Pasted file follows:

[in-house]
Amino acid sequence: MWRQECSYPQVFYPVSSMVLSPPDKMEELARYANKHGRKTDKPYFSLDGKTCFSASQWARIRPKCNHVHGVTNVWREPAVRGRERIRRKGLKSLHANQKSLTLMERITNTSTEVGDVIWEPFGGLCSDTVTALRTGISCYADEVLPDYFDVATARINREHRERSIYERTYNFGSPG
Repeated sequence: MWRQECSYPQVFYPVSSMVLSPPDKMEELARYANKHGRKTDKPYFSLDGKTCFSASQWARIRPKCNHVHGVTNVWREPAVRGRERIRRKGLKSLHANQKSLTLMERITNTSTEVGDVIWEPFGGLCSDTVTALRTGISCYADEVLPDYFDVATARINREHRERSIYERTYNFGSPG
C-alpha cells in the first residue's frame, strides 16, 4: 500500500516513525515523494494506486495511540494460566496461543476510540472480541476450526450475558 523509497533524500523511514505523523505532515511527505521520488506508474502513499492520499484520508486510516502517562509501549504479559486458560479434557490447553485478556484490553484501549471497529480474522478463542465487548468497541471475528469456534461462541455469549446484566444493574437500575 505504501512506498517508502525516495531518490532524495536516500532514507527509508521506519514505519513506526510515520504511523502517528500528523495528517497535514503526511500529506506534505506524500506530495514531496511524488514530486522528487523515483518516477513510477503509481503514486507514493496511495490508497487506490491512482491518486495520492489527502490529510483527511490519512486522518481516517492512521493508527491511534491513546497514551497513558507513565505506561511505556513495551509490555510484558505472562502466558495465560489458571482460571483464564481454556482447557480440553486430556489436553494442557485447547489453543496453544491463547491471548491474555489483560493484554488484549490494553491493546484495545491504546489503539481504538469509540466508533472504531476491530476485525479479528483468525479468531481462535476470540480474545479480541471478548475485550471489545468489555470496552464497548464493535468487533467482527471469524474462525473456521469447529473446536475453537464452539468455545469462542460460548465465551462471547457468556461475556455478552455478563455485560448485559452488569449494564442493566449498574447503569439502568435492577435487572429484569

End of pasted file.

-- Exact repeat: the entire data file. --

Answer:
[in-house]
Amino acid sequence: MWRQECSYPQVFYPVSSMVLSPPDKMEELARYANKHGRKTDKPYFSLDGKTCFSASQWARIRPKCNHVHGVTNVWREPAVRGRERIRRKGLKSLHANQKSLTLMERITNTSTEVGDVIWEPFGGLCSDTVTALRTGISCYADEVLPDYFDVATARINREHRERSIYERTYNFGSPG
Repeated sequence: MWRQECSYPQVFYPVSSMVLSPPDKMEELARYANKHGRKTDKPYFSLDGKTCFSASQWARIRPKCNHVHGVTNVWREPAVRGRERIRRKGLKSLHANQKSLTLMERITNTSTEVGDVIWEPFGGLCSDTVTALRTGISCYADEVLPDYFDVATARINREHRERSIYERTYNFGSPG
C-alpha cells in the first residue's frame, strides 16, 4: 500500500516513525515523494494506486495511540494460566496461543476510540472480541476450526450475558 523509497533524500523511514505523523505532515511527505521520488506508474502513499492520499484520508486510516502517562509501549504479559486458560479434557490447553485478556484490553484501549471497529480474522478463542465487548468497541471475528469456534461462541455469549446484566444493574437500575 505504501512506498517508502525516495531518490532524495536516500532514507527509508521506519514505519513506526510515520504511523502517528500528523495528517497535514503526511500529506506534505506524500506530495514531496511524488514530486522528487523515483518516477513510477503509481503514486507514493496511495490508497487506490491512482491518486495520492489527502490529510483527511490519512486522518481516517492512521493508527491511534491513546497514551497513558507513565505506561511505556513495551509490555510484558505472562502466558495465560489458571482460571483464564481454556482447557480440553486430556489436553494442557485447547489453543496453544491463547491471548491474555489483560493484554488484549490494553491493546484495545491504546489503539481504538469509540466508533472504531476491530476485525479479528483468525479468531481462535476470540480474545479480541471478548475485550471489545468489555470496552464497548464493535468487533467482527471469524474462525473456521469447529473446536475453537464452539468455545469462542460460548465465551462471547457468556461475556455478552455478563455485560448485559452488569449494564442493566449498574447503569439502568435492577435487572429484569